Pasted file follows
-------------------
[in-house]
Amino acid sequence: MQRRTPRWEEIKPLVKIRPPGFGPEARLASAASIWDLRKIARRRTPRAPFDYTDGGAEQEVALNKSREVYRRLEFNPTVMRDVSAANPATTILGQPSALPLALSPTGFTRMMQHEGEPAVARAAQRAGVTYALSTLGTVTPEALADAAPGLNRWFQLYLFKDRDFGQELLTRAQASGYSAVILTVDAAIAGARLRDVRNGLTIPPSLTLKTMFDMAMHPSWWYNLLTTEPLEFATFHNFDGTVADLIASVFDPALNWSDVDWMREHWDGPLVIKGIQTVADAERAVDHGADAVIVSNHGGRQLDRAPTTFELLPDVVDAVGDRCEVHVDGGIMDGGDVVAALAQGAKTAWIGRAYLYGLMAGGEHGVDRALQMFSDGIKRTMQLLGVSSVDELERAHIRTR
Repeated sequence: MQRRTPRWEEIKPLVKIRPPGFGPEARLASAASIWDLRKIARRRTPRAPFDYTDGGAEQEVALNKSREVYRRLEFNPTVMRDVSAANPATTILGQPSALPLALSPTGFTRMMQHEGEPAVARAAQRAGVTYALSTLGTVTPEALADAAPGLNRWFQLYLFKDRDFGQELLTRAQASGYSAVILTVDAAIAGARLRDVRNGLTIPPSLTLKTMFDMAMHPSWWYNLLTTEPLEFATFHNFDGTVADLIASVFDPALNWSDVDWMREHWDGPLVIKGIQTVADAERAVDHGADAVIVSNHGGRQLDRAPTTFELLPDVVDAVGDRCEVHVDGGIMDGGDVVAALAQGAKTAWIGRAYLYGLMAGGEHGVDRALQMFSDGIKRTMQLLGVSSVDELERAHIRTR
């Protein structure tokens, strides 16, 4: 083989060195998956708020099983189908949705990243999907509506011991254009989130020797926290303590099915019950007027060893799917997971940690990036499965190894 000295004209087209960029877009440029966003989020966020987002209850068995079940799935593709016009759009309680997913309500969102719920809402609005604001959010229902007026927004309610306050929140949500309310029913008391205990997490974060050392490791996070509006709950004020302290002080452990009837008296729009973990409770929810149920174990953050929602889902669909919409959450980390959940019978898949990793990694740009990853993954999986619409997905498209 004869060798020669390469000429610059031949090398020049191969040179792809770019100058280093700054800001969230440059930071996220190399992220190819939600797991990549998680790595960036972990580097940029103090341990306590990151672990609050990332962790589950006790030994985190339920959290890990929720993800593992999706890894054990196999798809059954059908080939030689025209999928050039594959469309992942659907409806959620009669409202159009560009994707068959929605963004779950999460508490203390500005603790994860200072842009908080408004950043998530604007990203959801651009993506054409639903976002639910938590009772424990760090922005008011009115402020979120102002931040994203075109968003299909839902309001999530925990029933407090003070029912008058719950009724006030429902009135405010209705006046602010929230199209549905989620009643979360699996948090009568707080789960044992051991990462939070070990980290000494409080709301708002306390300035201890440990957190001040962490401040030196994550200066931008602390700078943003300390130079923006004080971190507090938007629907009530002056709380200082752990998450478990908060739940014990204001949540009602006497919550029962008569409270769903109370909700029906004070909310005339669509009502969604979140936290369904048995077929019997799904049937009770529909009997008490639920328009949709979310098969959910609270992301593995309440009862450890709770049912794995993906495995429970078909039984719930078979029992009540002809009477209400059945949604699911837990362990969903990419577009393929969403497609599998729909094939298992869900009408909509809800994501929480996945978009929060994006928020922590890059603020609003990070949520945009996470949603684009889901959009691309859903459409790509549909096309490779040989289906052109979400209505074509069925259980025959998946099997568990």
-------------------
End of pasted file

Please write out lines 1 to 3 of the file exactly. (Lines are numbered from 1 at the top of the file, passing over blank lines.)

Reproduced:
[in-house]
Amino acid sequence: MQRRTPRWEEIKPLVKIRPPGFGPEARLASAASIWDLRKIARRRTPRAPFDYTDGGAEQEVALNKSREVYRRLEFNPTVMRDVSAANPATTILGQPSALPLALSPTGFTRMMQHEGEPAVARAAQRAGVTYALSTLGTVTPEALADAAPGLNRWFQLYLFKDRDFGQELLTRAQASGYSAVILTVDAAIAGARLRDVRNGLTIPPSLTLKTMFDMAMHPSWWYNLLTTEPLEFATFHNFDGTVADLIASVFDPALNWSDVDWMREHWDGPLVIKGIQTVADAERAVDHGADAVIVSNHGGRQLDRAPTTFELLPDVVDAVGDRCEVHVDGGIMDGGDVVAALAQGAKTAWIGRAYLYGLMAGGEHGVDRALQMFSDGIKRTMQLLGVSSVDELERAHIRTR
Repeated sequence: MQRRTPRWEEIKPLVKIRPPGFGPEARLASAASIWDLRKIARRRTPRAPFDYTDGGAEQEVALNKSREVYRRLEFNPTVMRDVSAANPATTILGQPSALPLALSPTGFTRMMQHEGEPAVARAAQRAGVTYALSTLGTVTPEALADAAPGLNRWFQLYLFKDRDFGQELLTRAQASGYSAVILTVDAAIAGARLRDVRNGLTIPPSLTLKTMFDMAMHPSWWYNLLTTEPLEFATFHNFDGTVADLIASVFDPALNWSDVDWMREHWDGPLVIKGIQTVADAERAVDHGADAVIVSNHGGRQLDRAPTTFELLPDVVDAVGDRCEVHVDGGIMDGGDVVAALAQGAKTAWIGRAYLYGLMAGGEHGVDRALQMFSDGIKRTMQLLGVSSVDELERAHIRTR